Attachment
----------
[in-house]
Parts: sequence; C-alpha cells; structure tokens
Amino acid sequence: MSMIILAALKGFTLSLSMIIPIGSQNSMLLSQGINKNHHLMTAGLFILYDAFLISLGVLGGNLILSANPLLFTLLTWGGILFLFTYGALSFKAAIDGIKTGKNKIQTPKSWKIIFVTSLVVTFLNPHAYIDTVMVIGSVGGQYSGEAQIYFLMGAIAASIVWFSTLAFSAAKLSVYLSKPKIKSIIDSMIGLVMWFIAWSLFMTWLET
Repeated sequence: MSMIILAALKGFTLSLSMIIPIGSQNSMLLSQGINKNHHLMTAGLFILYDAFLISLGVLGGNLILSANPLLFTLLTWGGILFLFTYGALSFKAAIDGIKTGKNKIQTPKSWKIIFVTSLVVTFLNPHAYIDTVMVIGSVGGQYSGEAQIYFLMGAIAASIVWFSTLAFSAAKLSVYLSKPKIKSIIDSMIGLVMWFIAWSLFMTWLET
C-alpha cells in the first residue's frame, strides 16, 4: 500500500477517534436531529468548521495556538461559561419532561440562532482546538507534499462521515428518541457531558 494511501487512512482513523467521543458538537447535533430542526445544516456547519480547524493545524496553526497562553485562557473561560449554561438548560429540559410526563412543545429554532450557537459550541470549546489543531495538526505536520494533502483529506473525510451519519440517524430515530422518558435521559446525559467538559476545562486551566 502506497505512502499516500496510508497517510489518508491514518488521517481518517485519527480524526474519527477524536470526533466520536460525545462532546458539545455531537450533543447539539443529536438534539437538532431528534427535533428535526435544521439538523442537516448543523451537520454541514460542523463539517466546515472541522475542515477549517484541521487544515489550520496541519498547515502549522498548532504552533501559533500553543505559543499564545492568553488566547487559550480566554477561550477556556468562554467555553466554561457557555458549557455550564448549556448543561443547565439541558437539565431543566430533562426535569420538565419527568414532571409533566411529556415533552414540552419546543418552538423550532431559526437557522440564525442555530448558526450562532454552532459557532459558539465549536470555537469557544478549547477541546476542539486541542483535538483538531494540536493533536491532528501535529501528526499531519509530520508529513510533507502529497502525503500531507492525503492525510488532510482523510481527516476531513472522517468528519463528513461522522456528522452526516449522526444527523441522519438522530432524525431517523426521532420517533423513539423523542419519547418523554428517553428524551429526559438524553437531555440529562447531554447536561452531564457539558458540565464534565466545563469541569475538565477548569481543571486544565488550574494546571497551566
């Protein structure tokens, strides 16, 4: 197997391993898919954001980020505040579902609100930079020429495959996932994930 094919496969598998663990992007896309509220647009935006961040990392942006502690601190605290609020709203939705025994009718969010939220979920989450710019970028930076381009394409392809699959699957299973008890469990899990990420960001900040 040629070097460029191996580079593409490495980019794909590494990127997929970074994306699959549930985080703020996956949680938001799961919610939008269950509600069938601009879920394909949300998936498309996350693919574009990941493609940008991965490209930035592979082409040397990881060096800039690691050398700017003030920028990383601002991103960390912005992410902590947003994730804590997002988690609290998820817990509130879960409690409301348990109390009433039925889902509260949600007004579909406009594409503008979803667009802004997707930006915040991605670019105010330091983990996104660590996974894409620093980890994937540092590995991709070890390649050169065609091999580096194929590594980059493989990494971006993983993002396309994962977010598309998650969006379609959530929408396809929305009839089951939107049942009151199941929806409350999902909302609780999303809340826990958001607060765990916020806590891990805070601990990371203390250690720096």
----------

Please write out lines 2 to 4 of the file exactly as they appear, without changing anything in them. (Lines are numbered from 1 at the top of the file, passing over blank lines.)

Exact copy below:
Parts: sequence; C-alpha cells; structure tokens
Amino acid sequence: MSMIILAALKGFTLSLSMIIPIGSQNSMLLSQGINKNHHLMTAGLFILYDAFLISLGVLGGNLILSANPLLFTLLTWGGILFLFTYGALSFKAAIDGIKTGKNKIQTPKSWKIIFVTSLVVTFLNPHAYIDTVMVIGSVGGQYSGEAQIYFLMGAIAASIVWFSTLAFSAAKLSVYLSKPKIKSIIDSMIGLVMWFIAWSLFMTWLET
Repeated sequence: MSMIILAALKGFTLSLSMIIPIGSQNSMLLSQGINKNHHLMTAGLFILYDAFLISLGVLGGNLILSANPLLFTLLTWGGILFLFTYGALSFKAAIDGIKTGKNKIQTPKSWKIIFVTSLVVTFLNPHAYIDTVMVIGSVGGQYSGEAQIYFLMGAIAASIVWFSTLAFSAAKLSVYLSKPKIKSIIDSMIGLVMWFIAWSLFMTWLET